So you’ve decided to write a fantasy or sci-fi novel set in a strange land with strange wildlife. Sounds fun!

Unfortunately, it isn’t just all sunshine and rainbows. The world you’ve created needs to operate like a realistic world. It needs to live and breathe like a real world would.


Because your readers and your story need it to be. It can be very jarring to read a book where the basic world it’s set in doesn’t make sense. Having a basic understanding of your world’s flora and fauna will at least ground the setting in reality and boost the realism factor way up (which is always a good thing).

Here are a few things to keep in mind whenever you’re working on this particular part of worldbuilding.


Realistic or Bizarre

You need to decide whether you’re going to make the flora and fauna realistic (i.e. closer to that of earth) or bizarre (i.e. completely out of this world). You won’t necessary go 100% into one direction or the other, but you’ll likely end up having more of one than the other.

Both are good and have their place in either genre really, but I’ve found that most sci-fi uses the bizarre while most fantasy uses the realistic.

With sci-fi you’ll have people in totally alien worlds experiencing things that are completely different to the way we’re used to.

In fantasy you’ll have things that, while quite fantastical, are fairly close to what we are used to.

You can of course switch these around or use a blend of the two, but you need to know the limits you’re working with before you even begin making any decisions.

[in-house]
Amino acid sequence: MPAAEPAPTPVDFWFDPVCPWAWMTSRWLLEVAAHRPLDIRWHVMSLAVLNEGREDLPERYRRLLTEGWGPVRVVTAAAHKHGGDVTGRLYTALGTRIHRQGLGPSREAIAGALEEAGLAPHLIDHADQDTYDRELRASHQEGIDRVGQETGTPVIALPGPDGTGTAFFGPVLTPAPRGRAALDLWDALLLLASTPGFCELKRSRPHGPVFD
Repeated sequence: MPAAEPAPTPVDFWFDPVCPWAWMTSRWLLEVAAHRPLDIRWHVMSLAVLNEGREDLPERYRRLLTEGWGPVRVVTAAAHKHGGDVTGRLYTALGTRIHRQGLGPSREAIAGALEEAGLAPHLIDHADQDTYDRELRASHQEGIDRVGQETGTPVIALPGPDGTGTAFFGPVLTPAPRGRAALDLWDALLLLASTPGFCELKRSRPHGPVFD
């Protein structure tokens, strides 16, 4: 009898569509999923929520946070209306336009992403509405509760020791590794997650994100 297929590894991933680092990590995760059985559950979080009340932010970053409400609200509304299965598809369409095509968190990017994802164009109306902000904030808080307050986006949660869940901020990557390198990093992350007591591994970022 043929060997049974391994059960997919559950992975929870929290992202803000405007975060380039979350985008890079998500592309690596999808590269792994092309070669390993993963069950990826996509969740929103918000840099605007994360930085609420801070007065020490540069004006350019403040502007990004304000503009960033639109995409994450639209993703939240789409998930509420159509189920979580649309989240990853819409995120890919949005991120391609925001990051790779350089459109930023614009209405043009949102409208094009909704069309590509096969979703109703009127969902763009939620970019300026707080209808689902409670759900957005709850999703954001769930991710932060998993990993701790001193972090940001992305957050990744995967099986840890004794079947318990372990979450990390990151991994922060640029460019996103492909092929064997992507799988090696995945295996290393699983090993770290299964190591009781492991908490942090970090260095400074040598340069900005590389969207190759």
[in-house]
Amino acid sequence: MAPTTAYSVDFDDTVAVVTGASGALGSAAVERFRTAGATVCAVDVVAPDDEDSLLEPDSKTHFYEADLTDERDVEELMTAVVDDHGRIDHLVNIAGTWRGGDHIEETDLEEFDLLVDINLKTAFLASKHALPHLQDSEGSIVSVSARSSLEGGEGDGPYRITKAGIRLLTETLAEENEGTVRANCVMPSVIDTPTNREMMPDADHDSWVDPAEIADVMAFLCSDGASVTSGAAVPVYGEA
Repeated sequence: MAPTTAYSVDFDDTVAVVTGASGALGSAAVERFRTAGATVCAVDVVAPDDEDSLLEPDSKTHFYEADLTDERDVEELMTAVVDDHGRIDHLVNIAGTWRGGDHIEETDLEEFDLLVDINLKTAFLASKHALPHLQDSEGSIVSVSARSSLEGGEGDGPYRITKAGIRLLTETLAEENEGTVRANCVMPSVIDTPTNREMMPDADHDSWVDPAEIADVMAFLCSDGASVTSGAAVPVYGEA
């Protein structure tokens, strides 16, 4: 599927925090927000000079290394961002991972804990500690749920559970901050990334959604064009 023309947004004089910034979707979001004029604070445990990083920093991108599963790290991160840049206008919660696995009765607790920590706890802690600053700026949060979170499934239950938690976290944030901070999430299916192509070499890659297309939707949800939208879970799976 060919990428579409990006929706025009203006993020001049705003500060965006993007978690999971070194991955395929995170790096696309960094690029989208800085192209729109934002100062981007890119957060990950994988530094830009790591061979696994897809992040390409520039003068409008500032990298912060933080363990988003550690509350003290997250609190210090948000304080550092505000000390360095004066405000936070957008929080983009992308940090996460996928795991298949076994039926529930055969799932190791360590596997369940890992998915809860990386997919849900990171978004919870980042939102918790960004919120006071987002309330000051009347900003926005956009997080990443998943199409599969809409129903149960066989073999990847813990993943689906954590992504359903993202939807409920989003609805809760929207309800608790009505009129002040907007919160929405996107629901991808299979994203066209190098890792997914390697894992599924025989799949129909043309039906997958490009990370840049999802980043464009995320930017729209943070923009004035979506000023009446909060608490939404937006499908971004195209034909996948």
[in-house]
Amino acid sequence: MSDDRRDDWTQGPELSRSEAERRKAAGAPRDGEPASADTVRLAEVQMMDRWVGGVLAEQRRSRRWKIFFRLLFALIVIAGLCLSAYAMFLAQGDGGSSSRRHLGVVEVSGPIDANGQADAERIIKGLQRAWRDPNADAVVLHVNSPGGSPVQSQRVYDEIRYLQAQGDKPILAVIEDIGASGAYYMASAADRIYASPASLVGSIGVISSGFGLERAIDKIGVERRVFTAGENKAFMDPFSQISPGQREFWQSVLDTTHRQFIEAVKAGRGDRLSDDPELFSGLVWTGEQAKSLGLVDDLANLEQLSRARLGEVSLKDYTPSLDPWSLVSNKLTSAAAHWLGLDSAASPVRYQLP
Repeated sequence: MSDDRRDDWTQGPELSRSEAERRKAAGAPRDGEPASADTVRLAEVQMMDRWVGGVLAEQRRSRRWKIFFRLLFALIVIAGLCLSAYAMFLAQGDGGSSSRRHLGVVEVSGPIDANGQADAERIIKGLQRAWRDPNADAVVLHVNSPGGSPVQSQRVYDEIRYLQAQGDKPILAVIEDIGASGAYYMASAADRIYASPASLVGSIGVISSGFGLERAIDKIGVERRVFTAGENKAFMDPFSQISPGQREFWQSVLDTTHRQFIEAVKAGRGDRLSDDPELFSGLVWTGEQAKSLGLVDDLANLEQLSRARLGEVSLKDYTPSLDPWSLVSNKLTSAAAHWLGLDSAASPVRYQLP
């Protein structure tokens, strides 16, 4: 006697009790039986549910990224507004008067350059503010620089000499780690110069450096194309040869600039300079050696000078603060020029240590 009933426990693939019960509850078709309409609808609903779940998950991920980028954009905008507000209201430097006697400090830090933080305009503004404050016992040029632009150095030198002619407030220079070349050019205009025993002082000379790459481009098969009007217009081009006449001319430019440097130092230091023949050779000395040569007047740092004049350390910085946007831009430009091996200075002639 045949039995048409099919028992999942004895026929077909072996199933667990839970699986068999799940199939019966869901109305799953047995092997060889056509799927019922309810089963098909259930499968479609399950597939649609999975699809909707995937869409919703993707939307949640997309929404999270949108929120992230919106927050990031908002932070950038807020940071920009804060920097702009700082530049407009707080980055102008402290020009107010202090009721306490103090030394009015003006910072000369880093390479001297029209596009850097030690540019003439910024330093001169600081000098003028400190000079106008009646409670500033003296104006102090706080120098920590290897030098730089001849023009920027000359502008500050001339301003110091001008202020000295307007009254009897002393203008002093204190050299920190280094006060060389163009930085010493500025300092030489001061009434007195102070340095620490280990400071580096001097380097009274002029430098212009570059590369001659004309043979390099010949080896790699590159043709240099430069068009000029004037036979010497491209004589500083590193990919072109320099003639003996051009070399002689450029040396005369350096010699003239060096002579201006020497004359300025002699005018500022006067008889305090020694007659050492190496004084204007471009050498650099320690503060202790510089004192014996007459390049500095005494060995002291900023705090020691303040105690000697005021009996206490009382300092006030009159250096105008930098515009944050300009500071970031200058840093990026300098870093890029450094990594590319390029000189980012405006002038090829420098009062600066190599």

When you are making up the flora and fauna of your world, there are a few things you will need to keep in mind when doing so. Changing any one of these factors might change the way your creature or plant works.

Environment: Where does it live? In dark caves? In the rainforest? Does it prefer high altitudes or scorching heat?

Climate: Does it thrive in mostly cold, and rainy places, or is it a sucker for hot, arid places? Icy tundra, or humid swamp? Can it handle a lot of rainfall or not?

Topography: Does it like living in a rocky canyon, or in the open fields? Does it need regular shade from nearby forests and mountains, or is it just fine living on sand dunes in the desert?

Food Chain: Is it prey or predator? Does it hunt? If so, is there enough of its prey around to sustain it? If it grazes on plants, is it in an environment where it can find food? If it can be hunted, what does it do to survive? Basically, how is it adapted to feed itself in the environment and how does it avoid being killed by others? And yes, this is applicable to plants too.

Procreation: How does it create more of itself? Does it reproduce very quickly or very slowly? Can it reproduce more than once? What mating rituals does it have? What needs to happen before it can reproduce?
Now these are all simple things, but they’re also somehow overlooked when a lot of people create their own animals/plants. By all means, go ahead and think up the most random, interesting, and cool things you can. But at least make sure that the creature makes sense in the world you’ve created.


What Do You Keep In Mind When Worldbuilding Flora And Fauna?

Let Me Know In The Comments Below!


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World Building: Non-Human Races

World Building: Religion

World Building: Language